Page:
Two agencies disagree on whether growing population is a problem

A new report issued by the United Nations Population Fund (UNFPA) contends that population growth has resulted in human misery and environmental ruin throughout the world. UNFPA claims these problems will become calamitous unless women gain access to reproductive services, which includes abortion.

UNFPA’s annual State of the World Population (“Footprints and Milestones”) issued in November almost completely contradicts a report issued a month earlier by the UN’s official statisticians, the Population Division of the Department of Economic and Social Affairs. In World Population Monitoring 2001, Population, Environment and Development, these statisticians highlight key improvements in human living conditions and predict continuing improvements. They conclude that population growth has not been primarily responsible for environmental damage, and that growth will not overwhelm food supplies for the next 50 years.

The ultimate message of UNFPA’s “Footprints and Milestones,” is that the world must slow human population growth in order to save the environment.

The Population Division report comes to the opposite conclusion, saying, “Even for those environmental problems that are concentrated in countries with rapid population growth, it is not necessarily the case that population increase is the main root cause, nor that slowing population growth would make an important contribution to resolving the problem.”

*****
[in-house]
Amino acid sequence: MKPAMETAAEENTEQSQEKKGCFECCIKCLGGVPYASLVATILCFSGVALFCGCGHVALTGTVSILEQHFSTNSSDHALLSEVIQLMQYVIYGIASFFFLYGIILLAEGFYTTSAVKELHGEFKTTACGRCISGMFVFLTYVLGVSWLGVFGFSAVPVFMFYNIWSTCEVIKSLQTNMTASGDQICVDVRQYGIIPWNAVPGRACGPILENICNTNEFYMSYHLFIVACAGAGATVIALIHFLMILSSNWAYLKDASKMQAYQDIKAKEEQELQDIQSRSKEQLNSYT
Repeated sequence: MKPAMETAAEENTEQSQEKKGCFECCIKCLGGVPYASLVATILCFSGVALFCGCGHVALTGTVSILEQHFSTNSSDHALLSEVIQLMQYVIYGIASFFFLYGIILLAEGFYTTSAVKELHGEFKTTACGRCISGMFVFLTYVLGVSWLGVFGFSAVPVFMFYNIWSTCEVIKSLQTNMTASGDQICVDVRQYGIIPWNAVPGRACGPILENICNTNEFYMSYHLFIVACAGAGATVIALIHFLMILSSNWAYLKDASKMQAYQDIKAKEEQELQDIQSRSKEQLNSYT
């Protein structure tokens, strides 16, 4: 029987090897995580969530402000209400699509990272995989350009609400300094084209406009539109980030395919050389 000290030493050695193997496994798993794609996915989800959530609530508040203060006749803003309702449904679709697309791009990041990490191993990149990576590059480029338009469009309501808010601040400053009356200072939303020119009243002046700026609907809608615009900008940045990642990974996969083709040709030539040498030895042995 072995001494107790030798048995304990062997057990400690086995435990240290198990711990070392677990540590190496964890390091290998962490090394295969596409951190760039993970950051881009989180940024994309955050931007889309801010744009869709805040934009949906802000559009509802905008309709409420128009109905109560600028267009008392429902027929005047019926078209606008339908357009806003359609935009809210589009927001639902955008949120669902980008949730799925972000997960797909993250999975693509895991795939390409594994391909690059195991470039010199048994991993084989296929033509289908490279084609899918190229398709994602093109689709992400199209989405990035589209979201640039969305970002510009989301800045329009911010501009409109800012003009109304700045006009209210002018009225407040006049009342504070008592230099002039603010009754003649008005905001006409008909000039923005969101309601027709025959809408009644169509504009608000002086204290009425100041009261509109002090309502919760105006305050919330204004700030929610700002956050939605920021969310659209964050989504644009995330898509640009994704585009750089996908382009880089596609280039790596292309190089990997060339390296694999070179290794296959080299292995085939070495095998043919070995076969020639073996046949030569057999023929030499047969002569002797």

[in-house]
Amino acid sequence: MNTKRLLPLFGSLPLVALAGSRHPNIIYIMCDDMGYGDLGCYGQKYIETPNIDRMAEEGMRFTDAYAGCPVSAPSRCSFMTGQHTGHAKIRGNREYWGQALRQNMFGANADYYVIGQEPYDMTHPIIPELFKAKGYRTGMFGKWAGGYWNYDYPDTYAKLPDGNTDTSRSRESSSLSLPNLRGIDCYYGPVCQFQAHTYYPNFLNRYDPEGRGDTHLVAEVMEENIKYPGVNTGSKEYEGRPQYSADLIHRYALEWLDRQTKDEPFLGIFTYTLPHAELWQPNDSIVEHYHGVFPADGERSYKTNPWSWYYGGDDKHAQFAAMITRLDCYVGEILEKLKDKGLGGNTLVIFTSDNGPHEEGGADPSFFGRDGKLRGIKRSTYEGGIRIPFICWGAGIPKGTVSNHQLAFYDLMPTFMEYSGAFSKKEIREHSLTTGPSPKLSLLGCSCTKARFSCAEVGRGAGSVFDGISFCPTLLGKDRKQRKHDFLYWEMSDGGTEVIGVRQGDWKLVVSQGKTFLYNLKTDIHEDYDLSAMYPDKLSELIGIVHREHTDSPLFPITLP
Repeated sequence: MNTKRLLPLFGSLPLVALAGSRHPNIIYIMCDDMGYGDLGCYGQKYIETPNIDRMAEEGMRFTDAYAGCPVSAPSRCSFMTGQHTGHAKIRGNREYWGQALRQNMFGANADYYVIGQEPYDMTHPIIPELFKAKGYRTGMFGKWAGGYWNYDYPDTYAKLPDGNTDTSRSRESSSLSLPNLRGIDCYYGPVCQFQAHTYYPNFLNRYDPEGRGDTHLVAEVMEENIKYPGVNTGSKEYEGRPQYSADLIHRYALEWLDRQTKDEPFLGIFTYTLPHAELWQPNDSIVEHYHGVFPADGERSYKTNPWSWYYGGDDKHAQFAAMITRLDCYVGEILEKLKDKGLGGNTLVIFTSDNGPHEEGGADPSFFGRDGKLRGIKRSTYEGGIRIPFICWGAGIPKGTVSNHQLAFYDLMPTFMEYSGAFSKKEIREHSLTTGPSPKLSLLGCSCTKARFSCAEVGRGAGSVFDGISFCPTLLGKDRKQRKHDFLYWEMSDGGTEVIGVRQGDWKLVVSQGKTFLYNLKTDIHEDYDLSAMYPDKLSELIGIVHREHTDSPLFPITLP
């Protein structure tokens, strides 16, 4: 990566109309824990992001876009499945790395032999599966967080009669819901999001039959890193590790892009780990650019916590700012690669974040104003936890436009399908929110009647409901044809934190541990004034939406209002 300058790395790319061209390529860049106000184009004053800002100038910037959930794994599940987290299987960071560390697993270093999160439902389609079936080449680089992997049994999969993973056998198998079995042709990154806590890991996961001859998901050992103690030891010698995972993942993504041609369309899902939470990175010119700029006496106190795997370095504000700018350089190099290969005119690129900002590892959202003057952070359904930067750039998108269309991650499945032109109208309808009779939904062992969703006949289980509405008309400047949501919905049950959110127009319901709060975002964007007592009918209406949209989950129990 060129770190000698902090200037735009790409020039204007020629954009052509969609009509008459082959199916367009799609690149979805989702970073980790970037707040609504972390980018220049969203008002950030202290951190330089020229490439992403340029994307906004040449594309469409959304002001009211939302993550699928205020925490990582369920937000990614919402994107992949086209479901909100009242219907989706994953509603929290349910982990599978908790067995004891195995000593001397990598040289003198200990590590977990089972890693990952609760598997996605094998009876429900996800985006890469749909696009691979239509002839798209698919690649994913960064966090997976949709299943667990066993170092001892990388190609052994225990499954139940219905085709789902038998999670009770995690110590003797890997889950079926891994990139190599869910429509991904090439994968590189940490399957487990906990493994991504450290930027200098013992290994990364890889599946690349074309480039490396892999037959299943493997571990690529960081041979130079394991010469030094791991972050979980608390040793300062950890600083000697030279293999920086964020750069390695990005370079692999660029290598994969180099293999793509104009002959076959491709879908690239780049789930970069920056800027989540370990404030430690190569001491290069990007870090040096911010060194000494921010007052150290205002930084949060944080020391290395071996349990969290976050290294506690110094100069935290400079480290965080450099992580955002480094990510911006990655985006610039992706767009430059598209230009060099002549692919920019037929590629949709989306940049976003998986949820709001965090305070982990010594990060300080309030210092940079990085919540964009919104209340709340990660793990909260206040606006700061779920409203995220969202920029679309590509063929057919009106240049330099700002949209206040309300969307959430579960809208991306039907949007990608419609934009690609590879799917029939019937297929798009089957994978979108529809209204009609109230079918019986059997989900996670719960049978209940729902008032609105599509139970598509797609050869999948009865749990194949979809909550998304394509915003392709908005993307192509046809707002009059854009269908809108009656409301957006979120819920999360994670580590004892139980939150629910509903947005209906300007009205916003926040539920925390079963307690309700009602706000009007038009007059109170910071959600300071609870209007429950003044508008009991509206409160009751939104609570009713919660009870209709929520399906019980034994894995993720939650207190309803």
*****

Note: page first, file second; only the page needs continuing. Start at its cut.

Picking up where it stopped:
UNFPA claims that population growth has led to intractable poverty, and that “poverty persists and deepens.” The Population Division disagrees saying, “From 1900 to 2000, world population grew from 1.6 billion persons to 6.1 billion. However, while the world population increased close to four times, world real gross domestic output increased 20 to 40 times, allowing the world to not only sustain a four-fold population increase, but also to do so at vastly higher standards of living.” The Population Division adds that, “even many low-income countries have achieved substantial improvements in the quality and length of life.”

According to the UNFPA report, “In many countries population growth has raced ahead of food production in recent years.” And because of population growth, “some 800 million people are chronically malnourished and two billion people lack food security.” The Population Division, however, disagrees, contending that food is not scarce. They report that “over the period 1961-1998 world per capita food available for human consumption increased by 24 per cent, and there is enough being produced for everyone on the planet to be adequately nourished.” The Population Division also insists that hunger is not caused by population growth. “People have inadequate physical and/or economic access to food as a result of poverty, political instability, economic inefficiency and social inequity.”

UNFPA is considered a very controversial and ideological agency. The Population Division, however, is considered to be a more authoritative and non-ideological source. Population Division head Joseph Chamie today said “UNFPA is a fund; they have an agenda. The Population Division does not put out a report that has any advocacy role.”